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Cultivating a Deliberate Wardrobe : Interview Ready!

Resume?: Check!

Cover Letter?: Check!

GPS?: Check!

Can-Do Attitude?: Check!

Now that I’ve set myself up a life here in Philadelphia, it’s time to find employment (I know, the fun part…)!  It has felt strange to be out of work for a couple of weeks – I have enjoyed the rejuvenation time, of course – but now it’s time to jump back into the saddle and go, go, go!

When I came to Philadelphia, I had a couple ideas as to what I would like to apply for and which companies I would enjoy being affiliated with.  After sending countless cover letters, resumes, and emails as well as a handful of phone calls, the interviews began.  And when the interviews began, my bedroom soon resembled my bedroom of yesteryear, as though the teenaged Amber was suddenly back in full swing as I tossed outfit after outfit from my closet onto the bed, armchair, ground…

I am certain that most of you have skimmed what Google search has to offer for “what to wear for an interview” and “what not to wear for a job interview”, so I’ll try to avoid the bare bones that those articles are so good at underlining.  Women have a vast amount of options when it comes to dressing for an interview and I know from personal experience that sometimes those options are overwhelming to the point of anxiety.  With this post, I’ll highlight what has always worked for me when it comes to choosing clothing for an interview.

I’m a creative person (people tend to tell me this, at least), and creatives tend to dress with their hearts on their sleeves.  I have no problems with this, and I went through quite a binge clothing stage (in fact there many have been a couple of those stages) in order to put forward a projection of the person I wanted the world to see.  However, now that I’ve simplified my life – including my closet – it’s more difficult to wear the clothing that would reflect what I’m feeling that day.  Instead, I’ve taken to cultivating neutrals, as discussed here.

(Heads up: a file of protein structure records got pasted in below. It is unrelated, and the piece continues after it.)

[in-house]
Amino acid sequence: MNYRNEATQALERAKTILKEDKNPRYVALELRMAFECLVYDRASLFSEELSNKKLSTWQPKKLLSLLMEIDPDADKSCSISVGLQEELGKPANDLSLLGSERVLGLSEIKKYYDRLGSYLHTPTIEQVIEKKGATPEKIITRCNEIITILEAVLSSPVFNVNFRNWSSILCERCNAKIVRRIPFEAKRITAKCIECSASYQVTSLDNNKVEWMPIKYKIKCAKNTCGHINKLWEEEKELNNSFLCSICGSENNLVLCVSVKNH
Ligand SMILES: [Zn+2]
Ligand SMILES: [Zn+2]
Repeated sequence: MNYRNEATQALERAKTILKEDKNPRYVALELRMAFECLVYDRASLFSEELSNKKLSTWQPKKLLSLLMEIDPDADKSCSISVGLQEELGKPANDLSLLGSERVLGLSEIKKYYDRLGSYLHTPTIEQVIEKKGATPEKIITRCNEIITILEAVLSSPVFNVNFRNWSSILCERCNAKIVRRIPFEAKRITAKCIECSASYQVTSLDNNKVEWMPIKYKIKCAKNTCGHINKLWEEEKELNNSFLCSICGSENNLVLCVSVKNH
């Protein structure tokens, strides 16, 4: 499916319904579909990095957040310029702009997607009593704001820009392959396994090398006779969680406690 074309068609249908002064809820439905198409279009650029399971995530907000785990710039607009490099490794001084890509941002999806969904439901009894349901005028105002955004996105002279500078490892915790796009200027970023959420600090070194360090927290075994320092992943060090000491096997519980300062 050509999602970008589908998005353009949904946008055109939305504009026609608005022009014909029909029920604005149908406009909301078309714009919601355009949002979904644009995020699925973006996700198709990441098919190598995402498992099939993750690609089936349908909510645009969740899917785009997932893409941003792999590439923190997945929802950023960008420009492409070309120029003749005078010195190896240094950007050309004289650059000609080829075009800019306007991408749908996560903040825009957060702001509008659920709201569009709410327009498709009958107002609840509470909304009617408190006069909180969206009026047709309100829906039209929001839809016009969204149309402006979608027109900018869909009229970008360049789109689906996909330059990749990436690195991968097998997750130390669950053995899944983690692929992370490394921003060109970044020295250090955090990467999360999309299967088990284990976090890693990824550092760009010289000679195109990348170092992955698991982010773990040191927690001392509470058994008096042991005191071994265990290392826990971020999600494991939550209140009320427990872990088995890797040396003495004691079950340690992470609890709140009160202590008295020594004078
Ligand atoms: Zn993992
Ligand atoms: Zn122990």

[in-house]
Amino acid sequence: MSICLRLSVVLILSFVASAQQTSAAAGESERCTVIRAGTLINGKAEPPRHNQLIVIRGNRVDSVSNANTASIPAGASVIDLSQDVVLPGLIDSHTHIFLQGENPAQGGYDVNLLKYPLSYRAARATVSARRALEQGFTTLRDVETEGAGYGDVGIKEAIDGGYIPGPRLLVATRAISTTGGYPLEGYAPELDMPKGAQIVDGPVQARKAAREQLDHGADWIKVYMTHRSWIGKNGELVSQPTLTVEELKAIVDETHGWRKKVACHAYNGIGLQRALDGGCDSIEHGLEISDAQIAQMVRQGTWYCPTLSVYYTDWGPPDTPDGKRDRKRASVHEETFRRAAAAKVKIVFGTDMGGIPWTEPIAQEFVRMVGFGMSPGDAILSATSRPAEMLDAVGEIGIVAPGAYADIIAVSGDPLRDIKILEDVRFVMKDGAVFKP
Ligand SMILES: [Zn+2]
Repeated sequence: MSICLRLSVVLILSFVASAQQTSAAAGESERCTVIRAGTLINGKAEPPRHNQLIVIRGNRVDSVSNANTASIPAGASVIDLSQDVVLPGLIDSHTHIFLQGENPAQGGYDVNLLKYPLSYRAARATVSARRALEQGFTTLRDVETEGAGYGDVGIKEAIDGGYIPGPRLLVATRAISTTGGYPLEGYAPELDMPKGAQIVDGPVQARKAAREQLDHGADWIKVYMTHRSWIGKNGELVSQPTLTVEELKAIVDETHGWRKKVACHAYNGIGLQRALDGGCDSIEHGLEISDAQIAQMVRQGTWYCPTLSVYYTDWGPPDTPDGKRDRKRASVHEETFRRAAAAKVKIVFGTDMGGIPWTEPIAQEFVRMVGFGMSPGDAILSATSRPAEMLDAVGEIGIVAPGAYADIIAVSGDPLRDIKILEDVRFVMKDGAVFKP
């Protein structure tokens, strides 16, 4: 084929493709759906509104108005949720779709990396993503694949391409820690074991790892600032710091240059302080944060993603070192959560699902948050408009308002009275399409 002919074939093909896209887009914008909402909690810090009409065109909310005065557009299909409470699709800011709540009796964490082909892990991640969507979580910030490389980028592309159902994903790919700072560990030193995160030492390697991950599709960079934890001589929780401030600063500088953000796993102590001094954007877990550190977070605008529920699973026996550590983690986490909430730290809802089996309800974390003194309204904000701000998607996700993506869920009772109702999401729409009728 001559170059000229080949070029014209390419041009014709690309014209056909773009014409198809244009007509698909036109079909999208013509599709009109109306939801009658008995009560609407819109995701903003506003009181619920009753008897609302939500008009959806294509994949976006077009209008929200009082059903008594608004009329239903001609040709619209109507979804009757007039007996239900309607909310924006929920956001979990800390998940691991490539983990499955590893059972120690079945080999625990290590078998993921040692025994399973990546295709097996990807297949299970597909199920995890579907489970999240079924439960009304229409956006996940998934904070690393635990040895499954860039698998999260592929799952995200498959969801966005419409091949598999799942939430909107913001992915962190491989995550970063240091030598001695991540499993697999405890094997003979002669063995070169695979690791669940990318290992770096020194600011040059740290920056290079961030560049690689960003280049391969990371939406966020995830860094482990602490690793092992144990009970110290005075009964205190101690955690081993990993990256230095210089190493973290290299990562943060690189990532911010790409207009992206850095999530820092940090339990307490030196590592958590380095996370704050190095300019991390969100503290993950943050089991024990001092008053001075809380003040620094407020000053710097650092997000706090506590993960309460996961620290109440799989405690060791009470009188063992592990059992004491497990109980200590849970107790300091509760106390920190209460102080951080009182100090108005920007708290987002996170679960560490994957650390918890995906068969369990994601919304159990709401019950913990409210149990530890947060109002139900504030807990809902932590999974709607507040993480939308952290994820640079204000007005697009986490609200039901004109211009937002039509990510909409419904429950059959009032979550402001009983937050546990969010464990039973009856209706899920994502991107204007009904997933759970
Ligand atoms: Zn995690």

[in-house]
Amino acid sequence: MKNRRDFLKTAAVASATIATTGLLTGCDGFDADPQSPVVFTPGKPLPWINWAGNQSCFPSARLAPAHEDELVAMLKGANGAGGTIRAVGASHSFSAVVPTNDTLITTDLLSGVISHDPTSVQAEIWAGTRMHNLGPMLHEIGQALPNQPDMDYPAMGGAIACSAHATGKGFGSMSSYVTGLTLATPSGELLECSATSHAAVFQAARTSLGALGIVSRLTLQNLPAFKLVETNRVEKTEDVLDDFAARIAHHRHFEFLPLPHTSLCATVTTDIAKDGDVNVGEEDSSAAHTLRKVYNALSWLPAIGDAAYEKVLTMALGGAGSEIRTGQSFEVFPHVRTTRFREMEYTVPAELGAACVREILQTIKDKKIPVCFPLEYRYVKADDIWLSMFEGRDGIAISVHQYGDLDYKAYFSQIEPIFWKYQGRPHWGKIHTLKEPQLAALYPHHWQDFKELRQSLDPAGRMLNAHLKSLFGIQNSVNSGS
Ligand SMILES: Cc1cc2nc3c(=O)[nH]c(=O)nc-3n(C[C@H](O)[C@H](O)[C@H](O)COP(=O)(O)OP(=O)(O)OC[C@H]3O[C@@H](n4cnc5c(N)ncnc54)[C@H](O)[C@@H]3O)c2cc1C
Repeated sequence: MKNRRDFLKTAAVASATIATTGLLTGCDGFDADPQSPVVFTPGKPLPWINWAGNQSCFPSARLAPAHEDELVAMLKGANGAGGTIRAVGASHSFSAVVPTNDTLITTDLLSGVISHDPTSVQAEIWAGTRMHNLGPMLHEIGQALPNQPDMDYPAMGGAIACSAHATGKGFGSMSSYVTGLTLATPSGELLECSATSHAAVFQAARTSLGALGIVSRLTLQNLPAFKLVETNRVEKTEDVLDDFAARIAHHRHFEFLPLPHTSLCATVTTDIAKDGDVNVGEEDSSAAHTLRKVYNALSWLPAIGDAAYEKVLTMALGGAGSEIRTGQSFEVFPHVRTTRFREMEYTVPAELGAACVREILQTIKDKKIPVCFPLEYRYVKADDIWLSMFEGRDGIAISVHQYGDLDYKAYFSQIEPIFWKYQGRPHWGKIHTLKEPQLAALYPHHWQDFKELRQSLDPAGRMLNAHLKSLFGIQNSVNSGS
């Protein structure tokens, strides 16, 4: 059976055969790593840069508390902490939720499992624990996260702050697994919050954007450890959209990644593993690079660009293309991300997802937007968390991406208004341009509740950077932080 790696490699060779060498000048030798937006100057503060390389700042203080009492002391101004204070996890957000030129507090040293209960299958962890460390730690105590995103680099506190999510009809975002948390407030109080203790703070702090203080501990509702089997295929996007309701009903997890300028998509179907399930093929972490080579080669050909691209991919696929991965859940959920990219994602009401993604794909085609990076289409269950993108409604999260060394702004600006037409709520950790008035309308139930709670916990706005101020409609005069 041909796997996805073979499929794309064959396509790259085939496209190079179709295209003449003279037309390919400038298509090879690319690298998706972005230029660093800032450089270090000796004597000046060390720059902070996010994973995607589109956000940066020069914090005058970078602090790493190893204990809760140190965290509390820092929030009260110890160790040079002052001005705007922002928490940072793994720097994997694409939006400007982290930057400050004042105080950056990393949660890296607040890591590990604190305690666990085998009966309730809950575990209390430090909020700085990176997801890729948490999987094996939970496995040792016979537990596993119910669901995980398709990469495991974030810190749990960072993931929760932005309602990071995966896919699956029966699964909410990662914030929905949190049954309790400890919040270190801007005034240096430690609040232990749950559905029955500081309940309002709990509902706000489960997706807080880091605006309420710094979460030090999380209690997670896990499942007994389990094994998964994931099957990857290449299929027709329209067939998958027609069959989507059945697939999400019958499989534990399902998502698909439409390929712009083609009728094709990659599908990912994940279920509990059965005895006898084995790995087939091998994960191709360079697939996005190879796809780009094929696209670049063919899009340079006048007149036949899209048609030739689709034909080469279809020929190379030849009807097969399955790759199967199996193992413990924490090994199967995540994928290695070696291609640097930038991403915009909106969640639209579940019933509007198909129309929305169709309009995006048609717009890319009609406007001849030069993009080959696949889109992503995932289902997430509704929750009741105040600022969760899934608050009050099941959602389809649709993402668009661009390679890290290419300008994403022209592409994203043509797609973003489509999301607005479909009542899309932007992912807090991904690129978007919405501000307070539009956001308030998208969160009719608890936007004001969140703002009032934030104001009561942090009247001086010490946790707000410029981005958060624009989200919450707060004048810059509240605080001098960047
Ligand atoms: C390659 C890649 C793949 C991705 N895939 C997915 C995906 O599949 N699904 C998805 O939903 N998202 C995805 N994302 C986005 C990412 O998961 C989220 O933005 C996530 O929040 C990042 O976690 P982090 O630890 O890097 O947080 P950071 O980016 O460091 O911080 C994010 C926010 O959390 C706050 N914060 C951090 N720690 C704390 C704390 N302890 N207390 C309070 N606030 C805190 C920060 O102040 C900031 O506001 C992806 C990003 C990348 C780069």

I see neutrals as a palette to work with.  I see them as a fresh canvas.  I have found that dressing simply allows a sparkly personality to shine.  Neutrals, especially for an interview situation, are a perfect way to showcase one’s personality and skills without being encumbered by flashy or distracting clothing.

With blonde hair and a (very) fair complexion, I tend to lean toward black when dealing with monochromes.  Flattering and straightforward, the black clothing in my wardrobe is my go-to when interviewing.  It’s easily dressed up with a pretty pair of heels and a lovely necklace or bracelet.  Today’s interviews took place in near 90-degree weather, so I opted for a pretty black tunic-tank top from Ann Taylor and Prima black pants with salmon colored Jeffery Campbell heels as an accent piece.  Today I wore simple jewelry so as not to distract from the overall simplicity of the outfit – a sterling silver necklace Sawyer got me for our anniversary with the longitude and latitude of Burlington VT engraved on the front, an embossed bracelet depicting the Little Dipper that I received from Katie as a going-away gift, and a pair of stone inlay rings (one for each hand).  Last week, I wore a black knit top from Joah Brown, black suit pants from Express, and a chunky but beautiful necklace with black hightop heels.  IMG_6688.jpg

When you’re appreciated for something other than your appearance, you feel more accomplished than when receiving the absent minded “I like your blouse” or “you look nice today”.  With a neutral palette, one can actually force the attention of another to focus on the interaction with, rather than the appearance of, the person they’re speaking with.  As college degrees become less and less distinguished and “who the person is” continues to claim the power seat, forced focus on your psychological rather than physical attributes has certainly led me to more successes than failures when it comes to the interview process.

You don’t need to lead a minimalistic lifestyle to create a deliberate interview-ready wardrobe.  If you think neutral, simple attire, you will be able to mix together a selection that will not only allow your skills and personality to lead the way, you’ll also feel comfortable taking the spotlight knowing that you’ve made a choice to highlight your character rather than your fashion sense.

Neutrals don’t work for everyone, nor do they need to.  I’d love to hear what you’ve worn to interviews to feel confident and in control!

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